DOE: There is no time to respond to questions of Granholm's ethics violations because... global warming

Stefani Reynolds/Pool via AP

There is simply no time for answering questions about the ethics violations lodged against Secretary of Energy Jennifer Granholm. The reason given by her spokeswoman is that the department is preoccupied with rising temperatures and “extreme weather events.” Yes, really.

We’ve heard some pretty silly claims about global warming from the loony left in recent years. Along with racism, global warming is blamed for just about everything. The fossil fuel industry is under attack by environmental extremists and the United States is no longer energy independent. Yet, Secretary Granholm has some ‘splaining to do and her office appears to be less than cooperative. Remember on their very first day in office Press Secretary Jen Psaki held a press conference at the White House to show how open they would be to the press? Biden promised the most transparent administration ever, though his administration has turned out to be one of the least transparent in recent history. Psaki said that Biden would “bring transparency and truth back to the government to share the truth, even when it’s hard to hear.” Good time, good times.

Last week Granholm was at the center of a growing storm of ethics complaints about her personal financial transactions. When the Washington Free Beacon reached out to her office for comment, a spokesperson said there isn’t time to handle such frivolous matters. They are completely bogged down with the whole global warming crisis. I’d like to say this person was joking, but, sadly, no. Welcome to Biden’s America.

A Department of Energy spokeswoman said the agency has no time to respond to questions about Granholm’s ethics violations because it is preoccupied with rising temperatures and “extreme weather events.”

“The planet is warming faster than ever, the cost and impact of extreme weather events are intensifying, and yet what some people are spending their time on is a $400 late fee that was already paid on a clerical oversight,” spokeswoman Charisma Troiano told the Free Beacon. “As we do every day, DOE and the Secretary remain focused on tackling the existing climate crisis and delivering an equitable clean energy future that will bring cheaper power, cleaner air and good-paying jobs for more Americans.”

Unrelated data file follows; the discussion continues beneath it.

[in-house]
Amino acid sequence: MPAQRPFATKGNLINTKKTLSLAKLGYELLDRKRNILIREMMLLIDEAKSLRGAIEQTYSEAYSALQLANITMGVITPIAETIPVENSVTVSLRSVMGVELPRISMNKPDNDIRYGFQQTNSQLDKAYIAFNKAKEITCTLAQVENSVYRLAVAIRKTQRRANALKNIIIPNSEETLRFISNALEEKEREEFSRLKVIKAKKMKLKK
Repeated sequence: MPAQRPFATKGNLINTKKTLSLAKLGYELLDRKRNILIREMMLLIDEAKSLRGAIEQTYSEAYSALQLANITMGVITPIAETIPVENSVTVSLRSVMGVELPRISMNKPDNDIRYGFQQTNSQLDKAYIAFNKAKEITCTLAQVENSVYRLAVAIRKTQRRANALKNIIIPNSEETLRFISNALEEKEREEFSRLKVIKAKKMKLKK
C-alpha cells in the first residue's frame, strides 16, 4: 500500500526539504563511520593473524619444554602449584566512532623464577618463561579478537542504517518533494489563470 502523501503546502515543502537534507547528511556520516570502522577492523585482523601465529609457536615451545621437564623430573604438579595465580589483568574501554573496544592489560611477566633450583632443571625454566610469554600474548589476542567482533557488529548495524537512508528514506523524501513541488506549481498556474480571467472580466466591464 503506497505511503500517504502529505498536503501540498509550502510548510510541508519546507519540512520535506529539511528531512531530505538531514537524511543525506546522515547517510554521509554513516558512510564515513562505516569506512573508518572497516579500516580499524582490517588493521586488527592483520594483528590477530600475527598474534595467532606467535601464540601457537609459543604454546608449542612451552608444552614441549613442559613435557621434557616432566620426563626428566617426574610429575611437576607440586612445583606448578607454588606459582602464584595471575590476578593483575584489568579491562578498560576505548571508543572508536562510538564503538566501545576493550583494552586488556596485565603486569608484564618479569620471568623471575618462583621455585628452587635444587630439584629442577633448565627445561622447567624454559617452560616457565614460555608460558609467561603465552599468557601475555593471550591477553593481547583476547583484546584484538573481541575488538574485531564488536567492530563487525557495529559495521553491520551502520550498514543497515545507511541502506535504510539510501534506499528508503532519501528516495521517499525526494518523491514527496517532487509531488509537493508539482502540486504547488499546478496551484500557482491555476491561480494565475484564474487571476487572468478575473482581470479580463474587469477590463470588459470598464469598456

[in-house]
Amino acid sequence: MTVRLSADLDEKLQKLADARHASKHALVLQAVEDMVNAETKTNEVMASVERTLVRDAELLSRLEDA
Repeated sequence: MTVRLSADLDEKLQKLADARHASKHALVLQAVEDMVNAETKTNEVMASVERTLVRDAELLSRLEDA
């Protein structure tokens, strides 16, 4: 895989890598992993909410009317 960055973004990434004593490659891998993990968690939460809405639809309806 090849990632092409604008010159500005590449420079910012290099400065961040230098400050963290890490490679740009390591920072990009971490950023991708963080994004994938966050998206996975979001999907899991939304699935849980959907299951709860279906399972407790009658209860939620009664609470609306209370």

The planet is warming so quickly that they can’t keep up with it, or something. And, of course, there is weather every day. While I can appreciate that her job is to spin for Granholm when these pesky questions arise, to brush it off as a “$400 late fee” is a bit much. And, why do government staffers act like hundreds of dollars in personal fines for violating codes of ethics is no big deal? Ok, that’s a rhetorical question.

Troiano is referencing the fines Granholm incurred under the STOCK Act for failing to disclose financial transactions within the mandated 45 days. The secretary’s delayed filings were at the center of a complaint that the Foundation for Accountability and Public Trust (FACT) filed on Feb. 11 with the department’s inspector general. Earlier that day, watchdog group Protect the Public’s Trust (PPT) sued the Department of Energy over the department’s failure to disclose information about Granholm’s family business following the group’s request to do so last year.

Granholm has faced increased scrutiny since the Free Beacon reported that she owned millions of dollars of stock in the renewable car battery manufacturer Proterra, which the Biden administration has repeatedly promoted. After Granholm sold her non-public shares of Proterra to an undisclosed buyer for a $1.6 million profit, she handed out tens of millions of dollars of government contracts to Proterra-tied companies, prompting further criticisms from watchdog groups such as PPT.